With Tonner Convention opening tomorrow, many doll fans are watching closely to see the event dolls revealed – two of high anticipation are Tyler’s 15th Anniversary nod and Carmen Dell’Orefice. There’s no doubt collectors will be watching the secondary market closely to obtain their favorites – but a word of advice, watch Tonner’s website first – they almost always have remaining dolls after events and sell them directly to the public after the event.
Given all the Tonner event excitement, Gone With The Wind collectors are also in great eagerness for Tonner’s 75th Anniversary Luncheon event this June in Atlanta. The event description promises: “Scarlett will be dressed in a costume from the film, but not in this original color, which was rejected for use on camera. Prepare to see two additional very limited Exclusives available for purchase, one in a lost costume never used in the film and you may see Ellowyne Wilde make an appearance also!”
Scarlett dolls in the famous red dress by various makers…
We’re pretty certain (not 100%, though – so keep that in mind), that the ‘rejected’ costume is Walter Plunkett’s design for Scarlett’s Ballgown worn to Ashley’s birthday party. The red version of the gown is one of the most iconic costumes of all Hollywood history. With that being said, the gown has been interpreted many times by many different makers. The original costume was made of French silk velvet, and was actually a dark color, although in Technicolor cameras it radiated a more vibrant red as light played on the velvet’s nap. However, in Plunkett’s notes, he mentions obtaining permission from Margaret Mitchell to vary the color of some designs, which were described almost entirely as green in the book (Mitchell’s favorite color). Mitchell agreed…and we now have many visual treats from the film in colors other than green.
The gown worn to Ashley’s birthday party is rather specific in the book: “He fumbled and drew out her new jade-green watered silk dress. It was cut so low over the bosom and the skirt was draped back over an enormous bustle an on the bustle was a huge bunch of pink velvet roses.” It was with that gown and plenty of rouge that Scarlett faced Melanie that night – a scene we have all come to know from the film. Madame Alexander interpreted the gown in a 21inch portrait doll using the Jacqueline face (often misidentified as a Cissy head sculpt, though it is not).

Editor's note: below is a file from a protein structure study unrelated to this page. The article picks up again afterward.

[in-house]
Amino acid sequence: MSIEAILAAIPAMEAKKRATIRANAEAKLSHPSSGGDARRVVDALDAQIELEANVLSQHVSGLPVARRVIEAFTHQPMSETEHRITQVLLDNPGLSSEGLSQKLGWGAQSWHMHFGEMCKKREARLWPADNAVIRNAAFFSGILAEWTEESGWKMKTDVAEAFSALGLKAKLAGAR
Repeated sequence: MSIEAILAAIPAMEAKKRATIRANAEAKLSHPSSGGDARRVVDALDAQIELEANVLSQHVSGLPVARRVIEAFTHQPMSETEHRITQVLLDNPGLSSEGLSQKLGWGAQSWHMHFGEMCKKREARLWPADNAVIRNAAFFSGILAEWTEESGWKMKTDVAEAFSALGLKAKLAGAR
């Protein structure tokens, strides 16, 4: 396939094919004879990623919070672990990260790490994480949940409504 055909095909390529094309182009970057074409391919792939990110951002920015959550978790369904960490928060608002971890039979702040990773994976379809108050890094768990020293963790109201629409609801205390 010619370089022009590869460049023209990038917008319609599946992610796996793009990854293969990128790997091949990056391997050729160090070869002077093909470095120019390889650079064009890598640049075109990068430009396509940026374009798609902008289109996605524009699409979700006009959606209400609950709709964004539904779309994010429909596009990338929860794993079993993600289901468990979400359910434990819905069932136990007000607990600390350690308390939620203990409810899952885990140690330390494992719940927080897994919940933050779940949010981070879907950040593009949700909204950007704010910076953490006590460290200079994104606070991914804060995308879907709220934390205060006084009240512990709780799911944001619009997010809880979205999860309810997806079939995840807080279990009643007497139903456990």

So it would seem this may be the mystery gown of which Tonner may choose – we said we were pretty certain, because we can’t think of any other dress that fits the bill – the only other dress to come close would be a purple version of Scarlett’s final mourning costume that was rendered in purple and sold by Tonner as ‘In the Mist’ – and we think it’s unlikely they would chose the black funerary version as an event doll. But the green version of the red ballgown does have its own specific details making it unique. It doesn’t appear to be studded with stones, and there is clearly and embroidered or applique floral motif along one side. However they decide to interpret the gown, collectors have marked this doll as a big WANT this doll year…so expect to pay high secondary market prices if you cannot attend the event.
Plunkett ‘Lost Costumes’ not made for film:
Plunkett Designs made for film, but either edited out, or appears briefly:
Tonner also promises a ‘lost costume‘, being the only maker that was able to successfully license and produce these costumes. There are still a couple out there, including variants of the drapery dress. But, we’re hoping for something more dramatic. Ellowyne will be making an appearance, too…and like Kitty Collier and Betsy McCall before her, we suspect this may be in the beautiful white ruffled organza gown from the film’s opening.
‘Lost Costumes’ made by Tonner:
Tonner may surprise us all, though…so we eagerly await his June 4 event to see for certain which choices he’ll make. Until then, tomorrow is another day…
If you’d like to see more about the restoration of the film costumes and see a wonderful slide show of Walter Plunkett’s designs, click here to take you to the How We Do Run On website.